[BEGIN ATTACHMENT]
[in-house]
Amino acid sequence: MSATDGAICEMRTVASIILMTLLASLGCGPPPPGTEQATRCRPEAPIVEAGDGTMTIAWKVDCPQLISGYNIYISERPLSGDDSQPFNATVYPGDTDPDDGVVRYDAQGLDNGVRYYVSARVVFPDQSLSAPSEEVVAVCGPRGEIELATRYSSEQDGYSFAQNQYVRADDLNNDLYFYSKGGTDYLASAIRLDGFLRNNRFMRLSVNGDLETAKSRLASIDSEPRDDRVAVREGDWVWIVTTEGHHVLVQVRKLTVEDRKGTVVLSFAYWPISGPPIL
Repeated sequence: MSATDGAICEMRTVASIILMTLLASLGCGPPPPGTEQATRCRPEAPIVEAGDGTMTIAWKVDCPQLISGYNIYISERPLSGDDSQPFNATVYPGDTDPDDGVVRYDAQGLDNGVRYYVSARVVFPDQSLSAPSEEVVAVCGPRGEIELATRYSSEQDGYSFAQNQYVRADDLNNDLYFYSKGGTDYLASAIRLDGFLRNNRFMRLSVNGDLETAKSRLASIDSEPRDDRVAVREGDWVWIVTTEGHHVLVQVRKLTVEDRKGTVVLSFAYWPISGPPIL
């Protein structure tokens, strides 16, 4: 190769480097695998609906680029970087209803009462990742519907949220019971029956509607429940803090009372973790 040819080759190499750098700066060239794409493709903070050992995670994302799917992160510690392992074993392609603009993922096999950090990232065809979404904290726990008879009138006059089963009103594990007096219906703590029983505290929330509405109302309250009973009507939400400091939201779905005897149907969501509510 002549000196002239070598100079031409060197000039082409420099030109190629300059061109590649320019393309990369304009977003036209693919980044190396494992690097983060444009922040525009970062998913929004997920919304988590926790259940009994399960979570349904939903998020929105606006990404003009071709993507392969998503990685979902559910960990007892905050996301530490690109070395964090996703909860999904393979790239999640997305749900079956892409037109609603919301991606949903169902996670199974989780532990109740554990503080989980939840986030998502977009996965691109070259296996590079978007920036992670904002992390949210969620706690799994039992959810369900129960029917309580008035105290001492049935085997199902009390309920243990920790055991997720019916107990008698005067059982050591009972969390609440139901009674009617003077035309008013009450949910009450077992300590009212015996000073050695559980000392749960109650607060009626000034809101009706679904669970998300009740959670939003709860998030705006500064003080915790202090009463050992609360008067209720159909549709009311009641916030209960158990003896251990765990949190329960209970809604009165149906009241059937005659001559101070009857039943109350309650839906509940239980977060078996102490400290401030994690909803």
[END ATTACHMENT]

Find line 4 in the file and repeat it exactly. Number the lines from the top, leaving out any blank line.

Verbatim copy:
């Protein structure tokens, strides 16, 4: 190769480097695998609906680029970087209803009462990742519907949220019971029956509607429940803090009372973790 040819080759190499750098700066060239794409493709903070050992995670994302799917992160510690392992074993392609603009993922096999950090990232065809979404904290726990008879009138006059089963009103594990007096219906703590029983505290929330509405109302309250009973009507939400400091939201779905005897149907969501509510 002549000196002239070598100079031409060197000039082409420099030109190629300059061109590649320019393309990369304009977003036209693919980044190396494992690097983060444009922040525009970062998913929004997920919304988590926790259940009994399960979570349904939903998020929105606006990404003009071709993507392969998503990685979902559910960990007892905050996301530490690109070395964090996703909860999904393979790239999640997305749900079956892409037109609603919301991606949903169902996670199974989780532990109740554990503080989980939840986030998502977009996965691109070259296996590079978007920036992670904002992390949210969620706690799994039992959810369900129960029917309580008035105290001492049935085997199902009390309920243990920790055991997720019916107990008698005067059982050591009972969390609440139901009674009617003077035309008013009450949910009450077992300590009212015996000073050695559980000392749960109650607060009626000034809101009706679904669970998300009740959670939003709860998030705006500064003080915790202090009463050992609360008067209720159909549709009311009641916030209960158990003896251990765990949190329960209970809604009165149906009241059937005659001559101070009857039943109350309650839906509940239980977060078996102490400290401030994690909803």